A country versus city divide would soon emerge also and in terms of the latter constituency what of Treasurer Tim Nicholls, who has also experienced stints as acting premier? Lawrence Springborg boasts 25 years of parliamentary experience: the most of any present re-contesting member on either side of politics. John-Paul Langbroek became opposition leader after Anna Bligh’s 2009 election victory and, based on the magnitude of the 2012 result, even without the Newman factor, could be presumed to have won that poll easily. Scott Emerson, Tim Mander and Ian Walker are but three others who could step up.

The ultimate question is who?

A victorious inner-city LNP candidate vacating his/her seat immediately thereafter so as to enable Newman is another Plan B scenario mooted by commentators. This can and should be written off as implausible; not only would doing so equate to a breach of trust for the voters who thought they were voting in their candidate for an entire three year term, in straitened budgetary times in Queensland, how could the wastage of public funds for a by-election be justified?

Another possibility is amending the Queensland Constitution – which unlike the Federal version can be performed by mere parliamentary majority – to allow a non-member to become premier? Far-fetched, maybe, but then again that’s what many thought about Newman’s initial bid to become premier whilst never having sat in George Street.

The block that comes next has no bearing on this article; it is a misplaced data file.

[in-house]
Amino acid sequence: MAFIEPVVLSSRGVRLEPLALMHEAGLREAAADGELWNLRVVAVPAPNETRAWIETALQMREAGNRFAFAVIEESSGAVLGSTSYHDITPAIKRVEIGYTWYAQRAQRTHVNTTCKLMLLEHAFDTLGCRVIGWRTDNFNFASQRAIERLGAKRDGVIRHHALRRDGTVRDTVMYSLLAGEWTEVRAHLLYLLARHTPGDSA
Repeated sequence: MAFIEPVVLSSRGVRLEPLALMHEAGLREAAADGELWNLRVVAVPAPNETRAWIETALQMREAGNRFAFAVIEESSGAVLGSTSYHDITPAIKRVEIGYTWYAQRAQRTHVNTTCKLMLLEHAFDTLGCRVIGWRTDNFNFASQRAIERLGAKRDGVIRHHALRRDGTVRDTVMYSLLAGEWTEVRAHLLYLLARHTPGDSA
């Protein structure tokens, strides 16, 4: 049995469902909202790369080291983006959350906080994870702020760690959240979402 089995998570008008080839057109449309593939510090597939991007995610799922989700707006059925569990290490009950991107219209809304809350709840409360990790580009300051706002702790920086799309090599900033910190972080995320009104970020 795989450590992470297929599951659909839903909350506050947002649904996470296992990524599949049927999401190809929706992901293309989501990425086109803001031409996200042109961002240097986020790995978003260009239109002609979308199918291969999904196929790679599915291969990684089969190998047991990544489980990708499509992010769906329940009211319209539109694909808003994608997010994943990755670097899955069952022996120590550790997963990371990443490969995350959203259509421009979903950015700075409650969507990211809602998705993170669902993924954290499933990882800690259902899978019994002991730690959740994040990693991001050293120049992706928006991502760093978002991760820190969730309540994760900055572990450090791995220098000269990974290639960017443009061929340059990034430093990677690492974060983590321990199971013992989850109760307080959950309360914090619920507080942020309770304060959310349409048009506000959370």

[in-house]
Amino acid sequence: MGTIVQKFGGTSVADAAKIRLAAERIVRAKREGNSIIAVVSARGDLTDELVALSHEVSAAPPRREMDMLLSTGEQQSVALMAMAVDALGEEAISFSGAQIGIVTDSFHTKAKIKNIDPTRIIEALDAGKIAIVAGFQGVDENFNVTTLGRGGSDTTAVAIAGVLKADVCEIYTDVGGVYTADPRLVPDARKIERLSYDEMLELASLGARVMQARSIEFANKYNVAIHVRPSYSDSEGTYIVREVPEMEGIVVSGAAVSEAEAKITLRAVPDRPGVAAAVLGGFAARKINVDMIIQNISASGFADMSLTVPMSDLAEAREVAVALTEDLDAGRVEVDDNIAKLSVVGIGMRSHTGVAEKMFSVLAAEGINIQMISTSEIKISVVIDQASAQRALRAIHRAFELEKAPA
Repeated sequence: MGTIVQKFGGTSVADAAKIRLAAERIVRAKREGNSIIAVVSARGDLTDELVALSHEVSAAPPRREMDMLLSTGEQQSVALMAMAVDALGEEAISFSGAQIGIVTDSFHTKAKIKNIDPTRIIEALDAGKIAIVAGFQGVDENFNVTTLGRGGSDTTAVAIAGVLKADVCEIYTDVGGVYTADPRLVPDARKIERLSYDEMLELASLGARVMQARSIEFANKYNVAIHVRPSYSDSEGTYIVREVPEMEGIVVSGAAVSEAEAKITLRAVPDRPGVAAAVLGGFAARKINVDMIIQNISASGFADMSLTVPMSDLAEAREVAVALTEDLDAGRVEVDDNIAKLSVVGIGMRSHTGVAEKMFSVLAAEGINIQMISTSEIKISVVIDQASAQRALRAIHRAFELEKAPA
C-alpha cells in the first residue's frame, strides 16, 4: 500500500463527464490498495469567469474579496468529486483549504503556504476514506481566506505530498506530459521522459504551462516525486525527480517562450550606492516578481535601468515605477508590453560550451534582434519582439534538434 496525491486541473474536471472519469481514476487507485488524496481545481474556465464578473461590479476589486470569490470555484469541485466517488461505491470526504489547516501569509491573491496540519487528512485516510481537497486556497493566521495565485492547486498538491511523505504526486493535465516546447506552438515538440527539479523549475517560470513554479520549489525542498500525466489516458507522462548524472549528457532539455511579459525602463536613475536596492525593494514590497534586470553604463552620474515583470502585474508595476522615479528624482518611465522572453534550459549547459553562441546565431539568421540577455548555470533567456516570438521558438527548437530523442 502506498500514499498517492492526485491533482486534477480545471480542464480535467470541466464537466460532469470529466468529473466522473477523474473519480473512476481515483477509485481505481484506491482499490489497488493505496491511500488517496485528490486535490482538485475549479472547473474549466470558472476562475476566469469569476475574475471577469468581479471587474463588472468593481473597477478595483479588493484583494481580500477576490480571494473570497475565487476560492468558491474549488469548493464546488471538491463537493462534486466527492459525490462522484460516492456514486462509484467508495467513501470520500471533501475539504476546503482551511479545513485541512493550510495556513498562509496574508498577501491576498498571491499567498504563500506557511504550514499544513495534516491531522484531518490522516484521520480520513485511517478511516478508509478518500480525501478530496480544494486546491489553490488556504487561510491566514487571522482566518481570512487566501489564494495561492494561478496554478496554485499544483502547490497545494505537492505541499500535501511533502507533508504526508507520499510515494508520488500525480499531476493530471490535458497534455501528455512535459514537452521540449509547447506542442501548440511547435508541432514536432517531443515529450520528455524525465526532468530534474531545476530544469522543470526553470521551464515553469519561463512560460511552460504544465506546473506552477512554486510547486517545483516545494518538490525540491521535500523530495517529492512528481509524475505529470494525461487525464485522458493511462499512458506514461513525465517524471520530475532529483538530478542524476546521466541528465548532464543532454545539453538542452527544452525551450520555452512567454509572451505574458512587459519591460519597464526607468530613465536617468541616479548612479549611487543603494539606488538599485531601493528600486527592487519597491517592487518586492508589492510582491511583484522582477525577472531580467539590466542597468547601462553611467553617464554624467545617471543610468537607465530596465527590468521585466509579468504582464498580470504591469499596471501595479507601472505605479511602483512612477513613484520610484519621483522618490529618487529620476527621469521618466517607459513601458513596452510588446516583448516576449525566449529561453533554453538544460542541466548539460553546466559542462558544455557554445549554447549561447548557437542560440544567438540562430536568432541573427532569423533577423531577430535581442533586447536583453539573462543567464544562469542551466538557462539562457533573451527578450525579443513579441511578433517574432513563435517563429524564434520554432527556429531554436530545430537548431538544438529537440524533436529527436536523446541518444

Scenarios such as this and indeed many others creative minds may postulate, will only heighten the doubts in voters minds as the "no Plan B" mantra keeps perpetuating.

Furthermore, the historical precedents of high-profile candidates winning marginal seats hardly bodes well either.

In the 1998 and 2007 Federal Elections respectively, hyped ALP candidates Cheryl Kernot and Maxine McKew famously defeated Liberal Party incumbents only to lose the return bouts three years later. And, moreover, they lost to first time candidates.

Former Environment Minister Kate Jones, however, is a known – and popular– quantity for the voters in Ashgrove.

In the final analysis, the entire Newman for Ashgrove pitch could be the most self-defeating of all.

Whilst many non-aligned voters voted decisively for Newman in 2012, to the extent that their doing so outweighed or was divorced from any filial loyalty to the LNP, those voters might in fact feel minded, in the privacy of the polling booths on 31 January, to defect to the ALP. There being, of course, no doubts about Annastacia Palaszczuk’s tenure on her seat of Inala, her having "inherited" it from her father Henry Palaszcuzk, who held the seat (and its predecessor Archerfield) continuously from 1984 and 2006.

"He’ll get marks for that"?

He won’t if Kate Jones finds herself spending 1 February making plans to return to Ashgrove’s Waterworks Road electorate office.

David Topp is a Brisbane barrister and author. You can follow him on Twitter @DavidTopp.

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Losing Campbell Newman: The LNP's risky Ashgrove strategy